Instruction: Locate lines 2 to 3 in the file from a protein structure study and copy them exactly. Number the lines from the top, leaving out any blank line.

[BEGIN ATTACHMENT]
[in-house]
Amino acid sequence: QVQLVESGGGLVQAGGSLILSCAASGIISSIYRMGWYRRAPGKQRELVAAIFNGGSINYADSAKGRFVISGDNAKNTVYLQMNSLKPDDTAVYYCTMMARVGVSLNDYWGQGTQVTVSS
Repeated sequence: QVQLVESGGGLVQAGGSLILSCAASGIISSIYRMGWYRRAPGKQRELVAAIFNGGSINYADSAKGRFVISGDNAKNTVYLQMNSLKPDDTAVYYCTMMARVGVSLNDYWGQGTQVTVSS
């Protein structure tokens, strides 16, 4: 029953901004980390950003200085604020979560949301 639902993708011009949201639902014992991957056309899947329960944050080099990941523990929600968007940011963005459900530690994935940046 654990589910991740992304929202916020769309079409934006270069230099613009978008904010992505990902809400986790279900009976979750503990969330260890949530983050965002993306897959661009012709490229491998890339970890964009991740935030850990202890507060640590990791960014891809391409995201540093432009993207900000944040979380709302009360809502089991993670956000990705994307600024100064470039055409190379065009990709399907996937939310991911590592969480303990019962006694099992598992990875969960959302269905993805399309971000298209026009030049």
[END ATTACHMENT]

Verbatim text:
Amino acid sequence: QVQLVESGGGLVQAGGSLILSCAASGIISSIYRMGWYRRAPGKQRELVAAIFNGGSINYADSAKGRFVISGDNAKNTVYLQMNSLKPDDTAVYYCTMMARVGVSLNDYWGQGTQVTVSS
Repeated sequence: QVQLVESGGGLVQAGGSLILSCAASGIISSIYRMGWYRRAPGKQRELVAAIFNGGSINYADSAKGRFVISGDNAKNTVYLQMNSLKPDDTAVYYCTMMARVGVSLNDYWGQGTQVTVSS